America's Omnidirectional Landmines Are (Somehow) Totally Legal

15,000 to 20,000 people—predominantly women, children, and the elderly—die from landmines every year. These explosive man-traps have been used in every major military conflict since 1938 and some 110 million mines are still spread over 78 countries worldwide. What's more, they remain functional decades after a conflict has ended and civilians return to the area. The results are dismemberment if you're lucky, death if you're not.

However, after years of campaigning by NGOs and individuals, the 161 UN member states adopted the Ottawa Treaty, effectively outlawing the use of persistent mines in all future conflicts. The US is not a member of the Ottawa Treaty but has instead enacted a similar domestic policy called the 2004 National Landmine Policy which prohibits the use of "any persistent landmines — neither anti-personnel nor anti-vehicle — anywhere after 2010." That's not to say all landmines are right out, the XM-7 Spider smart mine conveniently works cleanly around the Pentagon's directives.

The Spider system is actually quite ingenious, effectively and automatically disarming itself once a conflict subsides while remaining uber-lethal for the duration of the engagement. What's more, it can be loaded with lethal or non-lethal charges and will not detonate unless it receives confirmation from a human soldier.

Developed by Alliant Techsystems (ATK) in conjunction with Textron Systems, it's based on the earlier Matrix prototype used in the first Iraq war, which integrated into existing M18 Claymores, and sister to the now defunct XM1100 Scorpion smart anti-tank mine.

The Spider works much like a traditional mine as an area denial munition. Each XM-7 system consists of 63 Munition Control Units (MCUs), plug-and-play adapters that enable modern smart weapon features to be easily integrated into legacy technology. The central green unit in the top art is the MCU. The six blue canisters are swappable charges that each cover a 60-degree arc and can spray either lethal shrapnel or non-lethal rounds, entrapment gels, or crazy purple knockout gas. The XM-7 can even integrate six Claymore mines (much like the earlier Matrix did) using a special adapter unit.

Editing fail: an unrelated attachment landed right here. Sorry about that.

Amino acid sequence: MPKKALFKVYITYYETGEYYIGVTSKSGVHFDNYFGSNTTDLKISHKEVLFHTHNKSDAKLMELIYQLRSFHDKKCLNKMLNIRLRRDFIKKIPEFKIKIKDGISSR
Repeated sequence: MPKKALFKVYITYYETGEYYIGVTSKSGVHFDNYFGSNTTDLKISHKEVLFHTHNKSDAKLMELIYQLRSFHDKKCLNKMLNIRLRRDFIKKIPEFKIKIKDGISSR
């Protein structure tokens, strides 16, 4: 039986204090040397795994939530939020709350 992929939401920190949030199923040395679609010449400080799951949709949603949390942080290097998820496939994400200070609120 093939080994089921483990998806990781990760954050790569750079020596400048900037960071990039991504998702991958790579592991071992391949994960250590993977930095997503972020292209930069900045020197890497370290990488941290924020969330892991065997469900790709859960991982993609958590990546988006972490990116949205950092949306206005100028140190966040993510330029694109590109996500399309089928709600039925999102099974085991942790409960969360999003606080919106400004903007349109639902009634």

The mine is first positioned where it will provide the greatest coverage (either offensively or defensively), then a tripwire container automatically fires off a set of six trip-wires, one for each charge. The human operator controls the MCU (or all 63 of them) on a single ruggedized laptop up to 2.4 miles away. When one the the trip-wires is disturbed, the MCU sends an alert to the operator who then issues the actual fire command, setting off a single charge, all six on the MCU, or multiple individual charges on multiple MCUs.

Each MCU will operate for up to 30 days on a single, replaceable battery pack. While the mine is active, it continually transmits its encrypted position via a GPS chip, allowing operators to know exactly where they've left the $5,000 devices. This enables the military to quickly find and recover any unspent munitions. What's more, as soon as the unit's battery dies, the MCU will automatically deactivate, meaning that even if the military never recovers it, the XM-7 won't pose a threat to the civilian population. [Textron - Defense Industry Daily - Wikipedia - United Nations - Image: Popular Military]